Let's not hold out for our maximum demands because we could end up with less than is probably now attainable.
By HILLEL HALKIN
A friend of mine is on the Left. But I mean Left. He votes Hadash with misgiving because he finds it too moderate. He doesn't miss a demonstration: Against the occupation, against the security fence, against targeted assassinations, against arresting Hamas leaders, you name it. And so when he told me that he had just been to a demonstration in Tel Aviv over Lebanon, I said: "Sure. You were protesting the persecution of Nasrallah. You want us to rebuild the Hizbullah outposts on the border. You were calling on the government of Israel to swap the Western Wall for the two soldiers that Hizbullah holding."
"Not at all," he said. "We were calling on Israel to stop shooting so that negotiations with the Lebanese government can begin."
"You should have told me that," I said. "I might have gone to the demonstration with you."
It's not that Hizbullah didn't get what it deserved. One would love to see Nasrallah's head on a pike in front of the Knesset, along with the heads of his best friends. But sometimes, just as it can be important to realize when you're beaten so that you can cut your losses while it's still possible, it can be important to realize when you've won so that you can cash your chips in on time.
And we have won, even if, as I write these words, the rockets keep falling. Hizbullah has taken a bad licking; Israel has suffered far less damage and loss of life than could have been anticipated; the international community, for a change, has backed us and let us do the job with a minimum of squawking; and most importantly, the government of Lebanon has announced that it is prepared to take responsibility for its southern border and keep Hizbullah from returning to it.
That's a victory, even if not everyone in our cabinet seems to have noticed it.
True, Hizbullah is down but not yet out. True, it still has our two soldiers. True, too, if we keep dropping enough bombs in enough places, one of them may yet fall on Nasrallah's head. It would be interesting to see if that man of a thousand smug smiles has one for such an occasion.
But you can't always have everything. Tafasta merubeh, lo tafasta, the rabbis said: If you try to grab too much, you may end up by dropping it.
WE'VE DONE it before. Israel has a history of military victories that were never turned into equivalent political capital. We won big in 1967 and then sat back and waited for the famous telephone calls from Arab leaders that never came. We won again in 1973 and let four years go by for Sadat to make us an offer when we might have gotten him to accept a better one if we had made it first. We marched to Beirut in 1982 and then stuck around in Lebanon for nearly two costly decades longer than we should have when we could have gotten out quickly on far better terms than we got out slowly on. In each case we held out for the maximum and ended up with less than was probably attainable.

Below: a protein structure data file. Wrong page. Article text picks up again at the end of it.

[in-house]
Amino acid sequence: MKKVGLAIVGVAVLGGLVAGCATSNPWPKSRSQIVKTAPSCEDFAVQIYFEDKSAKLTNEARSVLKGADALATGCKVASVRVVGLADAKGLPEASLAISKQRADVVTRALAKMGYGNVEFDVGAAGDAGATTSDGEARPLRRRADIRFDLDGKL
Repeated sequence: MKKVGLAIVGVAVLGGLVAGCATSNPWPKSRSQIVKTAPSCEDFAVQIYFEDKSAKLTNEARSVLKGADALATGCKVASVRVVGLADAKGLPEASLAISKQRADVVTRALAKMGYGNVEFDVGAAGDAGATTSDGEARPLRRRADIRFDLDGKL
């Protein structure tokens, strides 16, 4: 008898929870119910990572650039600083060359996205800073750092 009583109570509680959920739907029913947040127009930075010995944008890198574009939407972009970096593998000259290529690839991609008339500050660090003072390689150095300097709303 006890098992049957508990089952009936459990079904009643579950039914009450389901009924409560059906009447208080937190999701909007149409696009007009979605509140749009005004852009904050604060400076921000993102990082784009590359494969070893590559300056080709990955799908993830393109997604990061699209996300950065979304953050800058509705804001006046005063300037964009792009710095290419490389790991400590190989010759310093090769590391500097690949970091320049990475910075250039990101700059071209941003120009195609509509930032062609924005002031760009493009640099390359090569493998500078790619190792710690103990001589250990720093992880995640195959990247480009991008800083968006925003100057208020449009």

It would be a shame to let it happen again. It's not a question of theoretical justice. Of course it would be right and proper for Nasrallah to be given the chance to meet his Maker, with whom he has often expressed the desire to commune personally. Of course the Lebanese army should trot right down south and take up positions on its side of the border. Of course the two abducted soldiers should be released immediately. These are all perfectly reasonable desires.
But they're not all perfectly attainable within the next few days or even weeks. Take the Lebanese army. It's not only an Israeli interest that it should be in control of southern Lebanon, it's a Lebanese interest too, and any agreement hammered out now among Israel, Lebanon, the United States, and the European Community should unequivocally demand that this be done and lay down a timetable for it. But if the Lebanese army doesn't feel that it's up to the job immediately, there's no reason why Israel can't live with an international force on the border as an interim measure.
International troops haven't always worked out well for us - UNIFIL in Lebanon is a good example - but they've been fine in other places, such as the multinational contingent in Sinai. For Israel to rule out such a temporary solution on a knee-jerk basis could just end up creating a vacuum that Hizbullah could slowly creep back into.
Or take the two soldiers. Hizbullah presumably has them stashed away some place that won't be easy to uncover. Are we going to keep bombing day after day until they're released? But why should Hizbullah release them? It's already lost men and equipment, it's been pushed back from the border, its installations have been demolished or badly damaged - how much worse, in the short run, can life be made for it? Why should it simply surrender one of its best cards, especially since doing so will make it lose more face in the eyes of the Arab public than all its military setbacks put together?
This is not to say that we should negotiate with Hizbullah over the soldiers' return. On the contrary: We should not talk to Hizbullah at all. But we can and should negotiate with the government of Lebanon. Not only is it the address we should be dealing with, it has leverage over Hizbullah that we don't. If there is going to be a concerted effort now on the part of the United States and Europe to turn this government into one that can genuinely govern, this is precisely the kind issue that it should be asked to handle.
A tremendous opportunity exists now in Lebanon, and it exists only because Israel went to war against Hizbullah. But smashing Hizbullah isn't the same as putting Lebanon together again. For that we need the rest of the world. And the rest of the world can't act until the fighting has stopped. It's been a long time since so much of it has been on our side. Let's try to keep it there, at least for a while.
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